The cross arm frame 12 forms a raised bridge or bridge handle across the gauge between the brackets and the abutment panel 30 is adjustably mounted on the frame cross arm below the bridge handle 12 and above the brackets 14 and 16. The abutment panel 30 is formed with parallel spaced apart slots 34 and 36 while the frame cross arm or bridge handle 12 includes the screws or bolts 38 and 40 for securing the abutment panel 30 to the frame cross arm 12 at the desired positioning in relation to the reference edge, setting the grout line width specified for a job.
The gauge arms or battens 18 and 20 are formed with spacer pins 42 under the end of each sliding batten for spacing the gauge arm from a surface above tile adhesive which has been applied to the surface. The gauge arms 18 and 20 are also formed with holes 44 and 46 respectively at the ends of the battens for coupling to a tile cutter as hereafter described so that the tile spacing gauge 10 forms an integral component of the tile cutter for holding tiles in position for scoring by the tile cutter.
An environmental perspective view of the tile spacing gauge 10 coupled in operative position on a tile cutter 50 is shown in FIG. 5. The tile cutter 50 is a standard tile cutter or tile cutting apparatus, available for example from the Superior Tile Cutter Company of 1556 W 134th St., Gardena, California.
The tile cutter is formed with a flat panel tile cutting surface 52 lined with a resilient pad 54. Tile scoring for cutting the tile is accomplished by a wheel cutter or tile cutting knife 55 mounted on a guide or slide 56 over the tile cutting surface 52 on which the tiles are placed for scoring. The tile scoring knife 55 is provided with a handle 58 for operating and moving the knife across the guide or slide 56 to affect a score line across the tiles resting on the working plane or surface 52.
According to the present invention the conventional tile cutter 50 is modified or retrofitted by cutting 2 channels 60 and 62 in the resilient pad or lining 54 to receive the gauge arms 18 and 20 flush with or below the working surface of the resilient pad 54. Furthermore, at the end of each channel 60 and 62 coupling pins, posts or knobs 64 and 66 are secured by for example bolting into the base frame or plate 68 of tile cutter 50 for receiving the coupling holes 44 and 46 at the ends of the gauge arm battens 18 and 20. A riser 70 can be placed under the opposite end of the gauge 10 to provide uniform elevation of the gauge relative to the tile cutting surface 52.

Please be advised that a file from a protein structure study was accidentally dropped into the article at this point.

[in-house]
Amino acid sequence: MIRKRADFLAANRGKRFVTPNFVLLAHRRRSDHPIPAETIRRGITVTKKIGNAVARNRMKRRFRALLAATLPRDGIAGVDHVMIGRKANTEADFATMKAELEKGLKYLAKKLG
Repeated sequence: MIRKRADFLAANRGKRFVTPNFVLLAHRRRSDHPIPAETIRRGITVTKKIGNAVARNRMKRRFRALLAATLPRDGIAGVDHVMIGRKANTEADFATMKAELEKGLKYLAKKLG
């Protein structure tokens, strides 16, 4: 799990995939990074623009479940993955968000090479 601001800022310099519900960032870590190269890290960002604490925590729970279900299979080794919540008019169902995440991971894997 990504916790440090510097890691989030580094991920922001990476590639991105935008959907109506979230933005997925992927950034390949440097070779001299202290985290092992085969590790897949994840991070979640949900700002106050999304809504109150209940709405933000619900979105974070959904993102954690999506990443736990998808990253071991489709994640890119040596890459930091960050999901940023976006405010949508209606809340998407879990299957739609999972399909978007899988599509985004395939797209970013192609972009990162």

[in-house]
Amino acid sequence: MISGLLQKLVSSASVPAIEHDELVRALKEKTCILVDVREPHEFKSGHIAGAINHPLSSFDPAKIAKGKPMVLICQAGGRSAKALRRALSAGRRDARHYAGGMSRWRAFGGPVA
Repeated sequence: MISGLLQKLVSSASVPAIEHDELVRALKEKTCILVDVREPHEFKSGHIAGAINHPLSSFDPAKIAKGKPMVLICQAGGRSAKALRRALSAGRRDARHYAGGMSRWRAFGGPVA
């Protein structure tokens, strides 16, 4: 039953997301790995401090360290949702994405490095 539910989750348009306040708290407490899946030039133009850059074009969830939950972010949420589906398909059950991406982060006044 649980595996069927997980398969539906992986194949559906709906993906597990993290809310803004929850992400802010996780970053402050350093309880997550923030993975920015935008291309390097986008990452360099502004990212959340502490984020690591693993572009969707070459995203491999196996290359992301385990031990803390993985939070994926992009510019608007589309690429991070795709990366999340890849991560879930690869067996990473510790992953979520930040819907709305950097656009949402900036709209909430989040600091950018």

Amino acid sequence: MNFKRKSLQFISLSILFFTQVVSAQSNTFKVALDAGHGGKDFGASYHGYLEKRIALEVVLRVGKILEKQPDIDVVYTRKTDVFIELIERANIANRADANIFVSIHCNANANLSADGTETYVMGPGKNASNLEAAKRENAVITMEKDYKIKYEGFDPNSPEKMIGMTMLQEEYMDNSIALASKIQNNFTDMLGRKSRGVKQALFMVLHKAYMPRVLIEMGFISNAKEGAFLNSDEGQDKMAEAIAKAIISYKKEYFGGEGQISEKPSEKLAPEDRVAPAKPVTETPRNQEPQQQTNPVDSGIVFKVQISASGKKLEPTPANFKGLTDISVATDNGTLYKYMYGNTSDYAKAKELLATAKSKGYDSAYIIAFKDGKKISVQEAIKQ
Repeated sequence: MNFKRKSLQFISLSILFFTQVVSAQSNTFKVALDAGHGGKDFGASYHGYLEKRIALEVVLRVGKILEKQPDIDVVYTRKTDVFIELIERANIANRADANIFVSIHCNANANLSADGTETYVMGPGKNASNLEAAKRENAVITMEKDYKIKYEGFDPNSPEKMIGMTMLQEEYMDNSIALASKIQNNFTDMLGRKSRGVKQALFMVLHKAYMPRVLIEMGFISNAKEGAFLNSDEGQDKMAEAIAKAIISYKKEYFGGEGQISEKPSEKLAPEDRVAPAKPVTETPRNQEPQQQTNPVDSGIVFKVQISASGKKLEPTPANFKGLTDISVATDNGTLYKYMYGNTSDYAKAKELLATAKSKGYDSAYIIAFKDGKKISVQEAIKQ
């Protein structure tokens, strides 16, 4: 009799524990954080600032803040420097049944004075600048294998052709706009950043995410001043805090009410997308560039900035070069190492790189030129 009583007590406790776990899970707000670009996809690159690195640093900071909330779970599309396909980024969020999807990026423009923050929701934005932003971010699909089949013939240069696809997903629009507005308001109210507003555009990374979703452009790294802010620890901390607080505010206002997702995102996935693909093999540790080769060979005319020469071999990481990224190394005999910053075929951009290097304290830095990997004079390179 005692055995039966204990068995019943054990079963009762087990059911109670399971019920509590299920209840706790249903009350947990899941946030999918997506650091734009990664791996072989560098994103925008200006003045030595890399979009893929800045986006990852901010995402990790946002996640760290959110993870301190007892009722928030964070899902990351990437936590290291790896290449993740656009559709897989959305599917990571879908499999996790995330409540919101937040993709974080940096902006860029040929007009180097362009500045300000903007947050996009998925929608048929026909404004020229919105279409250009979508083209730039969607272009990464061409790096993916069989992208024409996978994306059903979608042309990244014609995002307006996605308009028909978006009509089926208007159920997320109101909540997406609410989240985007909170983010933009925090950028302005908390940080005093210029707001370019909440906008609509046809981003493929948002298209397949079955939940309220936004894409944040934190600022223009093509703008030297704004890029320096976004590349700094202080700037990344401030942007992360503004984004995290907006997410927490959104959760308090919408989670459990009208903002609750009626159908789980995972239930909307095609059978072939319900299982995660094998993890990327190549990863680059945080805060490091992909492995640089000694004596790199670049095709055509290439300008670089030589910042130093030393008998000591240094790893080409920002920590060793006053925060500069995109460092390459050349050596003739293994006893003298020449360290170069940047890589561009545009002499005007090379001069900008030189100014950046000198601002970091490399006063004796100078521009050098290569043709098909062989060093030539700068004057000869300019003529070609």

In operation of the tile spacing gauge, the gauge arms or battens 18 and 20 have already been set to gauge the span between the reference line of the second to last row of installed tiles and the boundary or finish line reflecting the space or span available for the last row of tiles to be installed. Furthermore the butting edge 32 has been set relative to the reference edge defined by the reference edge projections 24 and 26 on the under surface of the brackets 14 and 16 for defining the desired grout line width specified for the particular tiling job. This setting gives consistently the same width grout line throughout the tiling job. The tiles to be scored by the tile cutter 50 are then placed on the tile cutting surface 52 with edges abutting against the butting edge 32. The tiles are cut with a width gauged by the elongate gauge arms automatically taking into account the final span distance and the desired width of the grout line. In this manner the tile spacing gauge 10 also functions as a tile holder automatically positioning the tiles for scoring and accurately fitting the tiles in the final span or space without the step of actually measuring and marking the tiles or having to follow a marked line.
While the invention has been described with reference to particular example embodiments it is intended to cover all variations and equivalents within the scope of the following claims.
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|WO2012142766A1 *||Apr 21, 2011||Oct 26, 2012||Guanren Su||Table-type tile cutting device|
|U.S. Classification||125/23.01, 225/96, 33/526, 33/32.2, 83/879|
|International Classification||E04F21/22, B28D7/04, B28D1/22|
|Cooperative Classification||B28D1/225, Y10T225/321, B28D7/04, Y10T83/0333, E04F21/0076, E04F21/22|
|European Classification||E04F21/00Q, B28D7/04, B28D1/22D, E04F21/22|
|Mar 31, 1993||REMI||Maintenance fee reminder mailed|
|Aug 29, 1993||LAPS||Lapse for failure to pay maintenance fees|
|Nov 16, 1993||FP||Expired due to failure to pay maintenance fee|
Effective date: 19930829